A new analysis based on two long-term aging studies--one of Roman Catholic nuns, the other of Japanese American men--provides what may be the most compelling evidence yet that dementia commonly results from a blend of brain ailments, rather than from a single condition. This is often the case even when an Alzheimer's diagnosis has been given, say the researchers.
A team led by Dr. Lon White, with the University of Hawaii and the Veterans Affairs-affiliated Pacific Health Research and Education Institute, analyzed data on more than 1,100 people who had taken part in the Nun Study or the Honolulu-Asia Aging Study. Both studies followed hundreds of aging adults and included brain autopsies upon their death.
The analysis by White's team appears in the March 15, 2016, issue of Neurology.
"The impact on clinical dementia and impairment is largely unrelated to the type of lesion, or type of lesion combination," said White in an email interview. "Rather, the driving factor seems to be just the total burden of disease."
The observation is not new. Based on several studies in the past few years, experts have begun to recognize "mixed pathology" dementia as a relevant model to explain the cognitive losses of older people. White notes that "even the lay public seems to now be appreciating that dementia is often the result not of a single disease process, but of a combination."
But the new study led by the Hawaii team offers the largest-scale, most comprehensive documentation of the trend to date.
The study included data on 334 nuns and 774 Japanese American men, all of whom completed multiple cognitive assessments as they grew older, and whose brains were autopsied after they died. The average age at death was around 90 for the nuns and 88 for the men.
Based on the autopsies, White's team found predictable rates of five different brain pathologies, all of which can bring on dementia. These included Alzheimer's disease, Lewy bodies, hippocampal sclerosis, microinfarcts, and low brain weight.
The researchers found signs of Alzheimer's in about half the brains. But only in about half of those cases was it the main lesion type. Among 279 participants who had severe Alzheimer's pathology, more than three-quarters had at least one other type of lesion.
Along with this, the researchers observed that most of the participants who had displayed significant levels of cognitive impairment during their final years had few or no Alzheimer's-type abnormalities.
By and large, it was combinations of ailments--rather than any single condition--that correlated most strongly with cognitive impairment. Such combinations had a "dramatic" impact on dementia risk, wrote the researchers.
The nuns with the highest level of comorbidity--the most lesion types, with the greatest overall severity--were 99 times more likely to have cognitive impairment, compared with those with no pathology.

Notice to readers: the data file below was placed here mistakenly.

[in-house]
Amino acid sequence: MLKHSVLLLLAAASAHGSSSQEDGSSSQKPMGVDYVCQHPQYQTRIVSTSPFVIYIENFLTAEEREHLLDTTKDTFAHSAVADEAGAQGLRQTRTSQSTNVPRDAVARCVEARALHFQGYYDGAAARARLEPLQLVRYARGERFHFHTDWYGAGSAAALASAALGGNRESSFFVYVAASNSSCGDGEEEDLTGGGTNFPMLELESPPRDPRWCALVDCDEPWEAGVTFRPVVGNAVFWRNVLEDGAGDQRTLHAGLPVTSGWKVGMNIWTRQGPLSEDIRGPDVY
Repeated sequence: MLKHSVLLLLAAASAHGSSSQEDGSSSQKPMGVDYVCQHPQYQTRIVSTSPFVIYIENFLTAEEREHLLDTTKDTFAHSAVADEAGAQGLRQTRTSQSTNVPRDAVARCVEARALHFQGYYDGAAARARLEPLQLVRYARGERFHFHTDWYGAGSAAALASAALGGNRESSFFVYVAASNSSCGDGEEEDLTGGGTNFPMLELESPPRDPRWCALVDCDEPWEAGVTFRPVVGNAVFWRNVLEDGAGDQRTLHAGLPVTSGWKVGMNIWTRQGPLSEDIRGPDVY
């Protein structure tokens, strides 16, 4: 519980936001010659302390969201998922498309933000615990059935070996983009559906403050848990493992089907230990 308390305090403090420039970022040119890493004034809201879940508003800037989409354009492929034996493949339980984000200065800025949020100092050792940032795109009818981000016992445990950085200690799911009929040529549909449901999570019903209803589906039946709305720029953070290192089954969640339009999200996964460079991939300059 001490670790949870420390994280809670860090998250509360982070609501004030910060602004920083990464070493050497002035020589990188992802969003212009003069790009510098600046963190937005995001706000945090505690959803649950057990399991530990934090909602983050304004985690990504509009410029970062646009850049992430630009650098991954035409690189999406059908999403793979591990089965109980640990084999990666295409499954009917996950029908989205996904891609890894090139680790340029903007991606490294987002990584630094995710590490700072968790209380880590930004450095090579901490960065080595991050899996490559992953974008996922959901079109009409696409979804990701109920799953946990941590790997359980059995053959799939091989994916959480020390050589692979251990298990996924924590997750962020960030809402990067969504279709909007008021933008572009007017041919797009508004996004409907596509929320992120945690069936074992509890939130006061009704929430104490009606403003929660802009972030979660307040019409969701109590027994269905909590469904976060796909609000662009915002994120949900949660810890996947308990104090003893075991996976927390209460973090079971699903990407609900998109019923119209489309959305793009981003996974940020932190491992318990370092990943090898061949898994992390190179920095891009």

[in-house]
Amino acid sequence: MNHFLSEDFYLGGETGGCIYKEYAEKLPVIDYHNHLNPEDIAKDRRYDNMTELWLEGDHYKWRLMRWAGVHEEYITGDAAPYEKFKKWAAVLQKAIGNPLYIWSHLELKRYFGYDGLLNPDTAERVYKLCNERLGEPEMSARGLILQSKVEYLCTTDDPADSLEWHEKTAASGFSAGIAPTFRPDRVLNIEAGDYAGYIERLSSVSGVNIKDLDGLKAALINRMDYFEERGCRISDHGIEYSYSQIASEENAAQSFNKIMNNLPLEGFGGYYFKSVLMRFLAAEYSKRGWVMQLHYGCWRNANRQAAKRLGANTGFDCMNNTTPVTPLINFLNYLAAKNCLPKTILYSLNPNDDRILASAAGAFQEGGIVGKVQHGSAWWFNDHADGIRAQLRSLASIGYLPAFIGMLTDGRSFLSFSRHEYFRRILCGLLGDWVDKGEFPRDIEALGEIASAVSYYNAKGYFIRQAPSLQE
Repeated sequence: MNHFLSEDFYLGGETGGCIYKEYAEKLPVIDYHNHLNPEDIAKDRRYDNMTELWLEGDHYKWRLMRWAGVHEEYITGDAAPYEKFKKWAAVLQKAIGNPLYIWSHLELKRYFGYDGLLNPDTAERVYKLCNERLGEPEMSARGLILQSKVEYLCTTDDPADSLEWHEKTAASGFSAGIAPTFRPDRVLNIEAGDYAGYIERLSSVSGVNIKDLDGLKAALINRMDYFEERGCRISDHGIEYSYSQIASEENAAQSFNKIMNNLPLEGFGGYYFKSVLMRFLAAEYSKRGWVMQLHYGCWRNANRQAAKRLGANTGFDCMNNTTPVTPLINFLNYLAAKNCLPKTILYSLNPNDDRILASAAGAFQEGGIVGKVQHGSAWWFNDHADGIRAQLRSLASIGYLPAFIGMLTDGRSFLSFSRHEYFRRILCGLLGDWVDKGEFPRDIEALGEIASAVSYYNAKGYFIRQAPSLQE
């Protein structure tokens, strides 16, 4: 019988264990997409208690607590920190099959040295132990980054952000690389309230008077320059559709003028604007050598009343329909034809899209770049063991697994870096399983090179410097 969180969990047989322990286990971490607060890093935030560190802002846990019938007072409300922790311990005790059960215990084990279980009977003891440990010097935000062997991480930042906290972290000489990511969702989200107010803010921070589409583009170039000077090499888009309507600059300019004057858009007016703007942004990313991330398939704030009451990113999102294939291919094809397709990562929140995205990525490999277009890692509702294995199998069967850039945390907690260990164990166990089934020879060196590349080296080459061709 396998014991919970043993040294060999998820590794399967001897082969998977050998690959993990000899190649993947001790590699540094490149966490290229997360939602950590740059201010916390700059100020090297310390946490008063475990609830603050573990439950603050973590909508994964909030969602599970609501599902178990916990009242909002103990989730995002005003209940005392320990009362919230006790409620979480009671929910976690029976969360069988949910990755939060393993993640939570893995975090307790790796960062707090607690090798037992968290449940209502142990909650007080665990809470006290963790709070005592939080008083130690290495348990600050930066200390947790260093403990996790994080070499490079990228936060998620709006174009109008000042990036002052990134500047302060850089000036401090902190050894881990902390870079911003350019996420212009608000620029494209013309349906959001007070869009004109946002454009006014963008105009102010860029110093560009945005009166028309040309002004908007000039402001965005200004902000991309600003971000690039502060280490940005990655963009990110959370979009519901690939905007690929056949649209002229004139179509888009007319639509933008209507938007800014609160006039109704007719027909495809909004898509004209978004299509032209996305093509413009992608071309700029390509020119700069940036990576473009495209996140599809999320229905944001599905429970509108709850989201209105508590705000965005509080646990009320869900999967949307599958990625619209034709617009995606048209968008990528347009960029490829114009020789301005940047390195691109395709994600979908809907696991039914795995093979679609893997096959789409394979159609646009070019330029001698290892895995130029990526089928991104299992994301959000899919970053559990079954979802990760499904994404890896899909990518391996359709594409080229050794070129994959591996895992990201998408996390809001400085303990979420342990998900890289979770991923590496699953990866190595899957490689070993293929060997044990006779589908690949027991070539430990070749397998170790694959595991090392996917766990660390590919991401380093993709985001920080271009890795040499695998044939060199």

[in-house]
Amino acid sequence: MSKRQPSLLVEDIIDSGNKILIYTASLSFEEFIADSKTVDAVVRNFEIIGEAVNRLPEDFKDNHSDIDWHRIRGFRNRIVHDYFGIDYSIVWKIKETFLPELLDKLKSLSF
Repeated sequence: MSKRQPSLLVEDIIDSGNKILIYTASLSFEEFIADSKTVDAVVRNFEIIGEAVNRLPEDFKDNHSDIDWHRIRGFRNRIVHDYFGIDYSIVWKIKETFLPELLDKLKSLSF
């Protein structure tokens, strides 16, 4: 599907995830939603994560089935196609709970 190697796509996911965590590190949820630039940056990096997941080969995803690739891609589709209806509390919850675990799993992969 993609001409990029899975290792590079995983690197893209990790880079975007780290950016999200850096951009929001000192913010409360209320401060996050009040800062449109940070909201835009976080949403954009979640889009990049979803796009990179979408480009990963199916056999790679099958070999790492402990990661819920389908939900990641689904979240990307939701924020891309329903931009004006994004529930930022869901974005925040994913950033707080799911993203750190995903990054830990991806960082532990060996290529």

The study documented many different combinations. There were no overarching patterns.
"There are a huge number of possible combinations of lesion types, reflecting what appears to be nearly random linkages among the types," said White. "The probability of each is largely unrelated to the probabilities of the others."
White, a neuroepidemiologist, said the effect of comorbidity appears to be multiplicative, rather than additive. This means, for example, if one type of lesion normally raises the risk of cognitive impairment by a factor of three, and another also raises it threefold, the combined risk increase from the two lesions would be not three plus three, but three times three. In other words, the older person with both lesion types would have a nine-fold risk of cognitive impairment, compared with someone without either pathology.
Says White: "I believe it's because all of these lesion types seem to be broadly distributed around the brain, each involving different neuron types and fields. So the result of their summation reflects the wiping out of multiple different systems within the brain, each required for optimal cognition."
"The bad news," he sums up, "is that it is much worse to have comorbid lesions than to have a single lesion type."
By the same token, White says, the upshot of the findings is that the opportunity to ward off dementia may be broader than currently thought.
"The good news is that preventing any [of the pathologies] will be of benefit to the process of aging-related cognitive decline. We can prevent illnesses currently diagnosed as Alzheimer's disease by preventing any of the other four lesion types, even if we cannot directly prevent the Alzheimer's lesions."
White admits there is not currently an abundance of clinical or lifestyle strategies shown to do that.
But he does underscore the importance of maintaining healthy blood pressure. High blood pressure has been implicated as a contributing factor in most of the lesion types his group studied.
"At this point," says White, "prevention by effective treatment of hypertension in midlife seems to be the only solid approach."
White is with the University of Hawaii and the Pacific Health Research and Education Institute, an independent nonprofit affiliated with the VA Pacific Islands Health Care System and the VA Central California Health Care System. His coauthors on the study were from the University of Hawaii; National Institute on Aging; University of California, San Diego; University of Minnesota; Geriatric Research, Education, and Clinical Center at the Minneapolis VA Health Care System; University of Washington; University of Southern California; University of Utah; VA Pacific Islands; and Kuakini Medical Center in Honolulu. Funding for the work came from VA, the National Institutes of Health, the Hawaii Community Foundation, and the Nancy and Buster Alvord Endowment.